‘We were diving now. The fighter came in again and once more I put the flaps down and the aircraft yawed violently to port while I throttled back and side slipped to almost stalling speed. Cannon and machine-gun tracer went just over the top of us but miraculously we were not hit. This time, as the fighter went over the top of us I raised the flaps and control was easier. I think only the starboard flap worked. I told Taffy to shoot the fighter down, position 10 o’clock. He did not answer. Bill Jordan tried desperately to operate the turret door release and get him out. George Hedge was standing beside me ready to help when Bill opened the floor escape hatch. Bob and Jock were still back in the smoke-filled fuselage. Were they alive? I did not know. I decided that unless we bailed out or landed quickly we would all die. We were blazing very badly now. I signalled to George not to jump as I had not given the order and I dived for the ground in the hope that a crash landing might save some of us. The aircraft persisted in turning to port. We were diving very steeply and fast, over 300 knots. Through the cockpit window I saw the port engine and that the inner wing was now on fire. Off all fuel and full throttle starboard engine. The frozen expanse of the Zuider Zee was hurtling towards us. I tried to level off but the elevators were sluggish and we hit the ice slightly nose down and skidded for what seemed to be miles. Then, suddenly, she broke through the ice and the nose filled up with water and ice through the open escape hatch. Then the aircraft stopped. We must have crashed at about 2230.’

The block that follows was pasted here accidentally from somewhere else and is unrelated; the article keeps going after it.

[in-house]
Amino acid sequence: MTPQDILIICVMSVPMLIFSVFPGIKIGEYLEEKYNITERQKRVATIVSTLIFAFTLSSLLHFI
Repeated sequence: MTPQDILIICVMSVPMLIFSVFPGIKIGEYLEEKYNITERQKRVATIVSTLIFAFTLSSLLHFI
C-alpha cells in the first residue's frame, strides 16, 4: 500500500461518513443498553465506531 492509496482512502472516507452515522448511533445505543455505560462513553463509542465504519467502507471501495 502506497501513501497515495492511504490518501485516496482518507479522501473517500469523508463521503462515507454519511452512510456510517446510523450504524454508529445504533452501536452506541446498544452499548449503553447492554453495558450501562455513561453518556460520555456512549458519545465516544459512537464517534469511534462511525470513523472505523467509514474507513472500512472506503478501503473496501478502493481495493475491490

‘Taffy’ Rearden died trapped in his front turret, which sank beneath the ice. Jock Hall was badly injured with his foot almost severed and he had bullet holes in his burned clothing but surgery at the Queen Wilhelmina hospital in Amsterdam was successful and he survived. ‘H-Harry’ was one of four losses on the Hannover raid and was credited to Hauptmann Walter Ehle of Stab (staff flight) II/NJG1 from Middenmeer north of Schiphol for his fifth victory. Ehle poured 560 rounds of 7mm machine gun and 100 rounds of 20mm cannon into Wellington T2702, which crashed on the frozen Ijsselmeer about seventeen kilometres west of Kempen. Walter Ehle was born on 28 April 1913 at Windhoek in German West Africa (now Namibia). At the start of World War Two Ehle flew with 3./ZG1 and was credited with three daylight victories before the unit was re-designated 3./NJG1 and he became a night fighter. Ehle would become one of the longest serving Gruppenkommandeur in the Luftwaffe, leading II./NJG1 from October 1940 until his death in November 1943. His sixth night victory was a Bristol Blenheim shot down on 2 June 1942 and he had sixteen victories in total by the end of 1942.